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This article was first published on www.marktomarket.com, written by Marc Chandler
A fragile stability has returned to the Chinese currency and stocks.  With the help of the Social Democrats, the German parliament is likely to endorse Greece’s third aid package, even if a rump of Merkel’s CDU/CSU balk. The next adjustment of expectations for Fed policy, and the possibility of a rate hike next month, requires the next cycle of data, especially this month’s employment data.
With these recent drivers in abeyance, we expect broad trading ranges, and lower volatility.  The implied three-month euro volatility is the lowest since early March, and sterling volatility is at its lowest level for the year.  The dollar’s volatility against the yen has not fallen as much, but it has softened and is at the lower end of its recent range.
Despite the fact that there may not be direct or immediate policy implications for the macroeconomic data in the coming days, there still are a number of things that are on investors and traders will be focused.  
China:  The implication of the PBOC’s recent moves are still be scrutinized by market participants and the media.  We make two suggestions.  First, the focus on the few minor decline in the yuan, which will have little direct economic impact, including on the attractiveness of Chinese exports, seems misplaced   The more important development was in the changing of the central reference rate, or fix.  Second, the more significant comparison may no longer be between fixes but between the previous day’s close and the next day’s fix.  This will be more revealing of what officials intend.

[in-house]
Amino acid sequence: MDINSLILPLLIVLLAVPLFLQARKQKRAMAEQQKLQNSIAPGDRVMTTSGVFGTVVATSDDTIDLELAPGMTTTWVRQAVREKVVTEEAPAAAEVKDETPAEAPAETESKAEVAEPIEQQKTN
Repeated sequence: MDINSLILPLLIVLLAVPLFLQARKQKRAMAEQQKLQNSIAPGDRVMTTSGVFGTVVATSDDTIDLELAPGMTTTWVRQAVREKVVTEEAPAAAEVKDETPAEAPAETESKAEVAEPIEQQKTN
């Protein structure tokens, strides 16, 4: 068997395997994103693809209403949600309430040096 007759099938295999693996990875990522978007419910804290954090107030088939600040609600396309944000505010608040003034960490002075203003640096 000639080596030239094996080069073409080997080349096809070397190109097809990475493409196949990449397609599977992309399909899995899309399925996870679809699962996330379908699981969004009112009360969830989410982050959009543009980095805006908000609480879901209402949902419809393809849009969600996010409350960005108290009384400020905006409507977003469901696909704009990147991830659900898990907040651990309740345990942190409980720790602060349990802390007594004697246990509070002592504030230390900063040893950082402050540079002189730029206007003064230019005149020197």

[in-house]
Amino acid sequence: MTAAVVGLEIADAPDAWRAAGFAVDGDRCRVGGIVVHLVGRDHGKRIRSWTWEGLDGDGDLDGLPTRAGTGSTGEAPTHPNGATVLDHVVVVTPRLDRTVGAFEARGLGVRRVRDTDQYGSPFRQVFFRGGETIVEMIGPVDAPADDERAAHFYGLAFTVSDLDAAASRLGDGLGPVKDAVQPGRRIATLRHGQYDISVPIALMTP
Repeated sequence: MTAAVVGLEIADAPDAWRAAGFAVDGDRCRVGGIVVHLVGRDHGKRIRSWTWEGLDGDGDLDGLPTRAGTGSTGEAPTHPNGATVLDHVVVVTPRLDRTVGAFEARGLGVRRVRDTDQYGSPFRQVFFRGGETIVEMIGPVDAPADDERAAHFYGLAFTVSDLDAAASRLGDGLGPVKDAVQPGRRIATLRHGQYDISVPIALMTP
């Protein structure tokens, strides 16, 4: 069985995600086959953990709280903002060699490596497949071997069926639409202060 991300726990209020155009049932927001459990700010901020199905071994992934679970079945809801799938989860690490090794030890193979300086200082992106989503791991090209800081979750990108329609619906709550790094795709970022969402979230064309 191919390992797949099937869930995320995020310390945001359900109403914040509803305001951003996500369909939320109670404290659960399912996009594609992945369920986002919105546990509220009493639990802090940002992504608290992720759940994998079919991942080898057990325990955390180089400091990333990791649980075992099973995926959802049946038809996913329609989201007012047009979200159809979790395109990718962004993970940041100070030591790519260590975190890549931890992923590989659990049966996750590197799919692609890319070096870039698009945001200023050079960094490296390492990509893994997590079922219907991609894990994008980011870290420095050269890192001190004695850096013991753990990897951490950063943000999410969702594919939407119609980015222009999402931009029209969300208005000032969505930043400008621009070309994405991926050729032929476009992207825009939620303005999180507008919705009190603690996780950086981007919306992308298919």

Currency Wars:   This is an overused metaphor.  Many confuse a metaphor with reality. Far from a shot in this imaginary currency war, the Chinese move, and in particular, the new commitment to give market forces greater sway has been encouraged by both the IMF and the United States.  Both welcomed the developments and wanted the China’s operational policy to match the declaratory policy. Moreover, it appears that whereas the market may have been surprised, the IMF, and possibly the US, had advanced warning.
Greece:  The Eurogroup gave their blessing to the third aid package for Greece.  The next step is for several parliaments to approve, and the key one is Germany.  Reports indicate that that vote will be held at the last possible moment, 24 hours before Greece’s payment of 3.2 bln euros is owed to the ECB.    Much of Merkel’s European policy has relied on support from the Social Democrats, whether they have been part of the government or not.  This vote will be consistent with that pattern.  Recall that 60 members of her caucus did not approve of initiating talks for this aid package.
Greece’s Tsipras had to rely on pro-European centrists to secure parliamentary approval. The 149 Syriza MPs, 31 opposed and 11 abstained.  There were 35 defections in July’s decision to accept the creditors’ demands.  The political situation in Greece is in flux. Tsipras may call a vote of confidence, but his left-wing may not abandon him until the emergency party conference in early September.  If elections are held relatively quickly, it would be less disruptive in meeting the first review by the creditors.  Tsipras remains the most popular politician in Greece and what we have dubbed as the “realos” wing of Syriza is likely to be the center of a new coalition government.